In April 2020, Jeffrey E. Harris, a professor of Economics at the MIT, published a study placing responsibility for the Covid spread on the NYC subway, said to be “a major disseminator, if not the principal transmission vehicle”(1). Though highly criticized for its questionable methodology, and though there is no evidence of such correlation in major cities around the world (2), the damage had been done. The study had not only added fear to anxiety; it recalled the difficulty to manage resilience in public transport when facing hazardous developments. The pandemic has revealed the limitations of public transport critical infrastructures when facing uncertainty. In a comprehensive publication, T. Carvalhaes & Al (3), review four current weaknesses that should be addressed: the “overlap” with other hazards, the changing nature of criticality, an “enabling” leadership, and most interestingly for public transport, the right balance between efficiency and resilience. But few publications question resilience seen from the perspective of user’s behavior. Interestingly, voices express their concern about key indicators of US transit agencies, advocating for a shift from sole performance metrics to the need to keep up with resident’s social needs, and in particular with those who are the most vulnerable (4).
Should public transport be limited to mass transportation without any possible social interactions between passengers? Some publications lead to think that design could generate boundaries confining users to a passive role (5). Counterproductive standards could be also shaped by systemic racism (6) exacerbated by budget cuts due to the Covid crisis. But experiments have shown that other behavioral conditions need to be better appraised to understand social interactions and perceptions. In January 2007, Joshua Bell, one of the best musicians in the world, played Bach during 45 minutes in a metro station of Washington DC (7). Hardly anyone stopped. No attention. No applause. 32 $ collected. Two days before, Bell played the same pieces in Boston. The theater was sold out with a seat average of 100 $… The way we perceive our environment in a subway is analyzed extensively by M. Tillous (8) in her thesis, on the traveler within (urban) mobility spaces. The author explains why the interactions between an individual and his surroundings are critical to build a territory defined as a public space in which relations with our environment are not the result of a process based on conscious approaches.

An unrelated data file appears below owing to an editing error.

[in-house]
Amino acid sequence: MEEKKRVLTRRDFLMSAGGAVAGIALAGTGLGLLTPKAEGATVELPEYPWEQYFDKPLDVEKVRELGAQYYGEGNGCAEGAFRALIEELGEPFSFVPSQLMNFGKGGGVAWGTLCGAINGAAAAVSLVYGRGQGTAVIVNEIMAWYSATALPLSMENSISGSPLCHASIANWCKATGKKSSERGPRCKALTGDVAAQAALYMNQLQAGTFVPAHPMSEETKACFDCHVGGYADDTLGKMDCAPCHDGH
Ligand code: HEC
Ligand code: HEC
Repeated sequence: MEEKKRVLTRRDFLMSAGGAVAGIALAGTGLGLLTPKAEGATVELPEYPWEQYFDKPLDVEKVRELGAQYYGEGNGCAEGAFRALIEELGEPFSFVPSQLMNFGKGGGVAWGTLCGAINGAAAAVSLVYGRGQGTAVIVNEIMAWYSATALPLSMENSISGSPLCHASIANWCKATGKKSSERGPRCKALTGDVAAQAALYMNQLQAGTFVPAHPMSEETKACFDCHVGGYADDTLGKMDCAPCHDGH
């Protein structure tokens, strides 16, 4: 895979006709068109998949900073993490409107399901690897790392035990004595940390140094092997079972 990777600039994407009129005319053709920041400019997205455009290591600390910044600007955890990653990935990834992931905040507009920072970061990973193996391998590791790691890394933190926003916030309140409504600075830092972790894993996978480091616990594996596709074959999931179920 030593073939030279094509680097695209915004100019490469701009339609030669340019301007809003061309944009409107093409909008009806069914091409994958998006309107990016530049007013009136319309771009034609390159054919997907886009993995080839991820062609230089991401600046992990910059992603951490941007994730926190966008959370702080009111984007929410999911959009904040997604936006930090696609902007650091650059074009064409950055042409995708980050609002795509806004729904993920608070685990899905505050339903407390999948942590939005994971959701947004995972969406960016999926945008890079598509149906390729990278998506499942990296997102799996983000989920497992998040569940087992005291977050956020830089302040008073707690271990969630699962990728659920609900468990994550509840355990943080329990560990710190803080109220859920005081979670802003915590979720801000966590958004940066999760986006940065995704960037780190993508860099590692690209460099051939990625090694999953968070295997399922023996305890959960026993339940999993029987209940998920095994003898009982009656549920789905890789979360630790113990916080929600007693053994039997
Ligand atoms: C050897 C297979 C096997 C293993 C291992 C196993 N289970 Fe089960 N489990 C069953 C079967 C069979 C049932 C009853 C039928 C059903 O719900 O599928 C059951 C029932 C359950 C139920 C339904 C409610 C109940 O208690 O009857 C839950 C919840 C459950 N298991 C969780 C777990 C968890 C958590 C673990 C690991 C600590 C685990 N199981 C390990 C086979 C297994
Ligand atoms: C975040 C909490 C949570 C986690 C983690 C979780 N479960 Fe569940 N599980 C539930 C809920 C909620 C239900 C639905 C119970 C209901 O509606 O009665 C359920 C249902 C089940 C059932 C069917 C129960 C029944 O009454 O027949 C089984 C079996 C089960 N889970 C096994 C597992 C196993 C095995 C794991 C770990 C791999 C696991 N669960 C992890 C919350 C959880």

Top-down decisions aiming for a better well-being in public spaces do not always improve resilience. Efforts done by the Parisian metro RATP with musicians contributing to a better social dimension (9) are valuable and such attempts are welcome. Unfortunately, they are challenged by the sole objective of mass transportation in the healthiest possible conditions. A laudable goal during a pandemic, but in the same time threatening what should be at the core of public spaces: interacting.
Metro Bastille, Paris, is a series of five diptychs picturing the artificial subway design and how it produces mental gaps in our relations with others during the Covid pandemic. To the empty corridors, distorted shapes and silhouettes of subway passengers photographed before the pandemic have been added. They are parts of masses moving from one point to the other, in an environment close to space alienation. As such, their inability to interact with others erases the boundaries pre and post-Covid, with empty corridors and distorted silhouettes merging into one balanced scene.
Yky, December 2020, firstname.lastname@example.org